The CSP believes that jobs in the NHS will be less secure and there will be more use of casual, short-term work. If staff move to another provider they will have reduced employment rights. There will be greater pressure on NHS pay, terms and conditions of employment in order to meet local tariffs.
If you lose your job because of AWP, you will not be protected under Transfer of Undertakings (Protection of Employment) Regulations (TUPE). Under the more traditional wholesale transfers of entire groups of staff to non-NHS organisations, you would have been. The uncertainty will mean that managers will find it difficult to decide the numbers of staff they will require in the future. Depending on the tariff set for treating a particular patient condition, some providers, whether NHS or otherwise, might judge that it is not possible to continue to offer a safe, high-quality service and may withdraw from 'the market' altogether. And, in an increasingly competitive market, physios may be less willing to share innovative practice.
How will it affect training for new physios?
The NHS has always provided the bulk of support for students and newly qualified staff. The uncertainty over funding for a service will make it difficult to provide either student placements or junior rotations. Effective workforce planning would become even more problematic.
Are there opportunities to work in one of these bigger providers?
Yes, potentially. However, if you decide to work as a physio in one of the non-NHS providers, you will lose your NHS employment rights and you would have to leave the NHS pension scheme.
What will this mean for me as a physio in the independent sector?
As a single-handed provider you could apply to be on the NHS approved list of providers. To do so you would have to meet set criteria about the quality of care you provided, including a demonstration that your skills were current and that you had up-to-date training. However you would not be given any guaranteed level of income so you would still need to maintain other private work. And you would probably need to monitor the service you provide to ensure you met contract criteria.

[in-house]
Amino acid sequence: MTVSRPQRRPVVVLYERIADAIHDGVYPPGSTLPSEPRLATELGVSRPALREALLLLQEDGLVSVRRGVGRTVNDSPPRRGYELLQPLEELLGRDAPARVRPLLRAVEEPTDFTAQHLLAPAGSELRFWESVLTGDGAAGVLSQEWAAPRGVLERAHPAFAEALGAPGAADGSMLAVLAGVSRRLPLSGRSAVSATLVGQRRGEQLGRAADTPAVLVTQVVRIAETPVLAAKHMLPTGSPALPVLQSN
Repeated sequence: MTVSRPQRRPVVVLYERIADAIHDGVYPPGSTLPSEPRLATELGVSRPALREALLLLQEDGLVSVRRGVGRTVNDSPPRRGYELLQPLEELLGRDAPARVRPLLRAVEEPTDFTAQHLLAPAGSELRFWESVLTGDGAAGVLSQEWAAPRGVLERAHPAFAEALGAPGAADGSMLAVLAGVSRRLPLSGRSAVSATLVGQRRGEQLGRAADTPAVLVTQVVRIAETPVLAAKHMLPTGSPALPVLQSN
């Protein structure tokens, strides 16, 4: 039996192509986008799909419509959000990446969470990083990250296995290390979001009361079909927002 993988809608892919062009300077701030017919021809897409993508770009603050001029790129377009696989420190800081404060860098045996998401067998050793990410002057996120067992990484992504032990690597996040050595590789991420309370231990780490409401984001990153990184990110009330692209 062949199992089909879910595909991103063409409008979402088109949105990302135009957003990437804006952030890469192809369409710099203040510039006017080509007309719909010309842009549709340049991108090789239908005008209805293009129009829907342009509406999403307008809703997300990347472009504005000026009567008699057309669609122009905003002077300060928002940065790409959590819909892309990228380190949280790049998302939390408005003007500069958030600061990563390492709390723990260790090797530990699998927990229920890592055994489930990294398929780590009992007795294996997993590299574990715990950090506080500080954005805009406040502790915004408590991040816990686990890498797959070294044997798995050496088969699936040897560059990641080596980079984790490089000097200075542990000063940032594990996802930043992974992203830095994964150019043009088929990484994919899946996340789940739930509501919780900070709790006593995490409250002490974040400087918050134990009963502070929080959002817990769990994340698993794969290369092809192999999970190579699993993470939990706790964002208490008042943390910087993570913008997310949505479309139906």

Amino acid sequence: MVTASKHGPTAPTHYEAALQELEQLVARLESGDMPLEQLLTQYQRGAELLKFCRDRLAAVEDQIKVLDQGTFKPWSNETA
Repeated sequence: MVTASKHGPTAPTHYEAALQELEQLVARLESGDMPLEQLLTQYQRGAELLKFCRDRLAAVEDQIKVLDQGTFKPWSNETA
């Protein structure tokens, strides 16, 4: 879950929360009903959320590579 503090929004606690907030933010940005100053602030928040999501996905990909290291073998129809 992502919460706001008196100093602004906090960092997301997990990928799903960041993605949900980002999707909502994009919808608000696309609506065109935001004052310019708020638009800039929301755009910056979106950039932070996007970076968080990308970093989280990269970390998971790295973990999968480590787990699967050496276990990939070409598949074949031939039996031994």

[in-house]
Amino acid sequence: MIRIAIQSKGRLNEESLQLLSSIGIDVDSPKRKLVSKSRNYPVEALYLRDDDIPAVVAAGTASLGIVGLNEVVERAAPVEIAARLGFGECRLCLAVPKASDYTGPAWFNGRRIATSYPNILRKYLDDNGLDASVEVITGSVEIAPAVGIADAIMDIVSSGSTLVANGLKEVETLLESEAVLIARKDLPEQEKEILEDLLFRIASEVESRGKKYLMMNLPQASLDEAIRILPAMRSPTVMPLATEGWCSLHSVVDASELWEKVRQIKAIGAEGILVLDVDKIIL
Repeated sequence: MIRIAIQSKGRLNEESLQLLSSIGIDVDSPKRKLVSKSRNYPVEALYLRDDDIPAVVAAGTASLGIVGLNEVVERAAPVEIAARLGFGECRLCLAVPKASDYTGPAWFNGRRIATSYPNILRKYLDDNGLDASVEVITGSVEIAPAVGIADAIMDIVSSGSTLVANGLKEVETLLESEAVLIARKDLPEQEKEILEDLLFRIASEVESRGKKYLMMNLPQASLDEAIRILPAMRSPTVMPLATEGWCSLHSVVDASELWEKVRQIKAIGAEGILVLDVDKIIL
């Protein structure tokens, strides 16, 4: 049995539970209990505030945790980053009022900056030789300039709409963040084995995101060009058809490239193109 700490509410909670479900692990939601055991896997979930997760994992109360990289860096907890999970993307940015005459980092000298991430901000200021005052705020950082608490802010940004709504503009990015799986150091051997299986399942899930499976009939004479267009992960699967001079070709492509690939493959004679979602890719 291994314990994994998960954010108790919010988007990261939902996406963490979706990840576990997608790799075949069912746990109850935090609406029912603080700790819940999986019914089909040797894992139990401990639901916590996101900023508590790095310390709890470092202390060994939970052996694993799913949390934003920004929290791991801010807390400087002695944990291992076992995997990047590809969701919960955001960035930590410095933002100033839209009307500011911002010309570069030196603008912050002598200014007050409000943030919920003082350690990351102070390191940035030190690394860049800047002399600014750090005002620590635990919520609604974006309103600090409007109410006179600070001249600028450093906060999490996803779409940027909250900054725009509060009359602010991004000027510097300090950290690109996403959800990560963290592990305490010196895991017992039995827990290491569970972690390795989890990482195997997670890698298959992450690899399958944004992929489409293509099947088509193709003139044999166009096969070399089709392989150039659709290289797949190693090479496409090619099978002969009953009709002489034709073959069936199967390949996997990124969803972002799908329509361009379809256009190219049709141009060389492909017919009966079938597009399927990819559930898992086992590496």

Won't this mean better choice for patients?
That's the theory. But the worry is that if the contracts are driven by cost, patients may only receive a limited number of treatment sessions after the initial assessment. The CSP knows of examples where this is already happening. If patients need more treatment, the physio will have to go back to the patient's GP and request approval for them, which also may lead to delays. And while those people who know their way around the system might be able to get a good deal, those disadvantaged by their age, disability or education may not find it easy to make appropriate decisions.
Will AWP save money?
It could, potentially, if the commissioners use the model either to drive costs down, by forcing a low cost for treatment, or to ration care. But if the NHS has to make staff redundant because of AWP, there will be associated redundancy costs. The cost of managing this new system should not be underestimated. A considerable amount of administration costs will be involved in invoicing and collecting fees for services provided. And there will be costs involved in monitoring how effectively these services are run.
So, to sum up, what is the CSP's view?
CSP believes that AWP will create a climate of constant instability and uncertainty. More to the point, for many of our members, there could be the distress of seeing patients receive what could be a worse service 'CSP believes that mainstream NHS services are best delivered by NHS-employed staff,' said Lesley Mercer, director of the Employment Relations and Union Services.
'But we realise that the work to introduce AWP has already started, so we cannot afford not to get engaged.
'We have been taking part in numerous Department of Health meetings to develop the initial guidance that is due to be launched later in March, as well as the infrastructure to support AWP if and when it starts to be rolled out to community services in the autumn.'